Verdejost on Sun, 13 Feb 2000 14:57:01 EST

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Re: Syndicate: Art & the Strategy of Absence against...

Lorenzo wrote:

<< Two years ago Haider declared his deep appreciation of Hitler points of 
view on several themes. >>

This doesn't make him a Nazi.  I could say I appreciate both the design 
quality and the effectiveness (we can still see it hanging from the stadium 
here in Rome once in a while) of NS graphics: that swastika, red, black, 
white, leaning on ancient symbols, punchy bauhaus graphic qualities, 
certainly was grabby and certainly is holding up.  No slouches were they in 
such things, and in spectacle, manipulating the media, etc.  To say so 
doesn't make me a Nazi.

I think Haider's appreciations are a bit different, but still, he's no Nazi, 
and for that matter nobody can be a Nazi these days at least in Europe, since 
the socio-political etc. circumstances that produced an organised state which 
inadvisadly more or less declared war on the world, set up industrialised 
killing camps and other such things just can't happen these days.  Haider is 
not about to do that.

To get to Lorenzo's real point, that matter is to redefine what politics is, 
and along the way to think clearly about what one does or doesn't support, 
why, how, etc.  One of the apparent functions of normal politics is to do 
exactly the opposite: to reduce things to elementary binaries, good/bad; to 
deflect thinking and look for knee-jerk responses from a fixed constituency 
(Italy is a good place to see this in action as Berlusconi and Fini and Bossi 
wrangle with each other on the right, deciding whom should go to bed with 
Emma Bonnino and her dope espousing radical partner, while the left of 
D'Alema veers off toward Blairite 3rd wayism, embracing most capitalist 
tenets while trying to fend off the old hardline Stalinist Bertinotti and 
Italy, poor Italy, sinks deeper into its own shit while the squabbles get the 

The origin of the word "politics" comes from greek, polis, having to do with 
the city, or more generally we might say with clumps of people big enough to 
generate conflicts, problems, etc., and "politics" endeavors to mediate this, 
to, in its honorable sense, solve those conflicts and problems.  A vist to 
Siena provides a nice instruction on the city hall murals where "good 
government" and "bad government" are illustrated in some lovely frescoes.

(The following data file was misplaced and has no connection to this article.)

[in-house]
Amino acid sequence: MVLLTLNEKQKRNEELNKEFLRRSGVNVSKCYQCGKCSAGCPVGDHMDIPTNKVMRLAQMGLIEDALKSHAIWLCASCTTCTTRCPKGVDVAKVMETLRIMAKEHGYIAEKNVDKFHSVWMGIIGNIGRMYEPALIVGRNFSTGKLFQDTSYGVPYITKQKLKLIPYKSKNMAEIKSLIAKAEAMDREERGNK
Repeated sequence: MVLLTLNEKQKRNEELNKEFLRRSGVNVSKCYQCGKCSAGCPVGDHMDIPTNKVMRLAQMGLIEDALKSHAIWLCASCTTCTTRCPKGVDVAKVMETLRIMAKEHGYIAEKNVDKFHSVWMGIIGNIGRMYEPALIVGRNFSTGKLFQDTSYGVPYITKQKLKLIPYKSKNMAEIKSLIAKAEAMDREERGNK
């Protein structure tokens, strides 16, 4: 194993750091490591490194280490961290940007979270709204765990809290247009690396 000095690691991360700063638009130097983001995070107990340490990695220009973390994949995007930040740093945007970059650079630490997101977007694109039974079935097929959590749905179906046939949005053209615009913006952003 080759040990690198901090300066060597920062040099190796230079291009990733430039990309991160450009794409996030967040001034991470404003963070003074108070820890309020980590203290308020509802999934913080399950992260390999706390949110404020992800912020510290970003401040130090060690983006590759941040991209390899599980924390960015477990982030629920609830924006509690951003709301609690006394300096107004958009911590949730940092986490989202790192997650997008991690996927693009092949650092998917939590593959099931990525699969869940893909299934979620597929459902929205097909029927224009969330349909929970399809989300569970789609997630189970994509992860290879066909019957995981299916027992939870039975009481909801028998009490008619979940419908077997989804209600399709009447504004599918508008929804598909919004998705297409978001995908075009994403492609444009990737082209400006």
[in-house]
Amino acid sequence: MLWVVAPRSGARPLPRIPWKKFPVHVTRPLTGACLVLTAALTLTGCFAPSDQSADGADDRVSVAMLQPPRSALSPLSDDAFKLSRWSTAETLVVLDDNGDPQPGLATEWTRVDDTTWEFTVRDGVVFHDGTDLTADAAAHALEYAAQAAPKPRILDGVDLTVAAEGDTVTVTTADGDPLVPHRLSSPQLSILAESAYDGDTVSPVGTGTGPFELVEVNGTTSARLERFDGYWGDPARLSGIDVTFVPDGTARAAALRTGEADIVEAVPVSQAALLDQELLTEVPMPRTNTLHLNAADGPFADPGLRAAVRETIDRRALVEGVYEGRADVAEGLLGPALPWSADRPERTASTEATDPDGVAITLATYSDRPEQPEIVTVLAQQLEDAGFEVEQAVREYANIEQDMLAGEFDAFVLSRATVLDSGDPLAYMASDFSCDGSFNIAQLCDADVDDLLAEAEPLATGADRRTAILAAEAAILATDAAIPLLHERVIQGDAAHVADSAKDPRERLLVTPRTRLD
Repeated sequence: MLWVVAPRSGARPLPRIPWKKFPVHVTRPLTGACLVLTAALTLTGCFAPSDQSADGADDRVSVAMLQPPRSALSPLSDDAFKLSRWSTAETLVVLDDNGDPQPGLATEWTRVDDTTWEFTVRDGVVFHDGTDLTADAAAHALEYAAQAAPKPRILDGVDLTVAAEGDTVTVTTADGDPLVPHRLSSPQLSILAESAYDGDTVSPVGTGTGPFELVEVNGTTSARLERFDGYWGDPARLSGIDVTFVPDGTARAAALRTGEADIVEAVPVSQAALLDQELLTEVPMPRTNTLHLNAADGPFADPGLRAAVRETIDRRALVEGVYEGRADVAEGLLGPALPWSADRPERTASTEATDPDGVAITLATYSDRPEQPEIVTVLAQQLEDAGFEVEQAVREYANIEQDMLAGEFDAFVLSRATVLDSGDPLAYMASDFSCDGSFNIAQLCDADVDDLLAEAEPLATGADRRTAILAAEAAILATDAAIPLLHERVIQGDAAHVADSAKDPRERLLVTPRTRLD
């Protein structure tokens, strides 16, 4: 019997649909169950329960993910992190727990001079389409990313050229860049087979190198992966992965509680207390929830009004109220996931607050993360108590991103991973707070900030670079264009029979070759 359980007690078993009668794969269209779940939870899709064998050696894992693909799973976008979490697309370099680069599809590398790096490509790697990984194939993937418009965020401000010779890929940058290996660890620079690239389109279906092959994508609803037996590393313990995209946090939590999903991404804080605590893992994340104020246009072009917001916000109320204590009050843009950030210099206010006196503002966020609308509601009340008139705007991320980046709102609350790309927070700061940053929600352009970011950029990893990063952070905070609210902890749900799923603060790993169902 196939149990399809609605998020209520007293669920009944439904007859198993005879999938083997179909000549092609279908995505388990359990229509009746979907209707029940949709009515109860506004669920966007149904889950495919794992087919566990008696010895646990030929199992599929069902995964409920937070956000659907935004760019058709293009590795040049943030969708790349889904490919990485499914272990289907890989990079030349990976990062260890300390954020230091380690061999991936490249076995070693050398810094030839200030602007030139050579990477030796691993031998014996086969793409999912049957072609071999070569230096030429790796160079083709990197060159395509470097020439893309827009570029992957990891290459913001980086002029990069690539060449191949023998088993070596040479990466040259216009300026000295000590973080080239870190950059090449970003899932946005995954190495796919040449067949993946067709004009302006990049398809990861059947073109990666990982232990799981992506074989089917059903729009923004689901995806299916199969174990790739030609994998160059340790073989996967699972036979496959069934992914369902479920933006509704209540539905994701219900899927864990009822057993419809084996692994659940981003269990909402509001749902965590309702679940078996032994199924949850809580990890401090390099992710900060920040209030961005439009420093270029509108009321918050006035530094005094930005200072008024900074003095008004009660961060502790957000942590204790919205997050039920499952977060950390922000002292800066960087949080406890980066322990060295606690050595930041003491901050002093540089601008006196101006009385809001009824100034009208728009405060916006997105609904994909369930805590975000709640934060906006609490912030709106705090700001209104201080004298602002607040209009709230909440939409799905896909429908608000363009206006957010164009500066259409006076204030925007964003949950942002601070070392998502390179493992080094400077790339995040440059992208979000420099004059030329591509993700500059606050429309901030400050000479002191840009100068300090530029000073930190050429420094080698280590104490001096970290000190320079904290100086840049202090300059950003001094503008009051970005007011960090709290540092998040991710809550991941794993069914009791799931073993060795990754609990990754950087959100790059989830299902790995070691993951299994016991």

Bad government there is shown as decay, war, famine, etc.; good government by 
its opposite.  

In a sound-bite era, hot on the heels of a very heavily ideology-driven 
period of, oh, about 100 to 150 years (capitalism vs commie/socialism) in 
which banners, slogans, fetishised symbols (swastika, hammer and ....; red 
star, U$ etc.) and corresponding slogans were injected to supplant the more 
complicated matter of thinking, it is surely going to be hard to get a foot 
in edgewise.  But, the first thing is to dump these words, LEFT and RIGHT, 
since if you are of the so-called left inclination (socially oriented) the 
very terminology is already loaded and poisoned:  I am sure that it is not 
for nothing that LEFT in latin languages happens to be sinistra, or tightly 
connected to sinister (evil, bad, etc.), and RIGHT is, well, "right" - good, 
correct, etc. (and statistically most people are right-handed).  Good to get 
out from under this linguistic yoke.  Likewise good to get out from this kind 
of binary white/black, right/wrong, good/bad mentality which is way way to 
simple for the complexities of the real world.  

So leave behind this left/right stuff.  Look at the real world with very real 
problems, of which Haider is a small example, though the "problem" which he 
represents is a big one:  under the impress of modern technological and 
economic and political realities there is massive immigration going on, for 
many simple and complex reasons.  But humans don't change so fast, so when 
you put person X from their culture smack in the middle of persons Y in 
theirs, with some economic pressure, some deeply rooted cultural stuff, etc., 
you get not surprisingly people who simple-mindedly choose a Haider who 
appeals to their stress.  Jet-setting intellectuals zipping around on the net 
or in planes may miss the on-the-ground interaction, but it is real.  Haider 
capitalizes on it.  It won't go away by getting rid of him, or chanting No 
Nazis.  Haider is a small time representative of a big time 
sociological/political/economic "problem" which happens to be complex and 
will not be resolved with simple-minded sloganeering.  Period.  

Ok Lorenzo, let's have another pizza.



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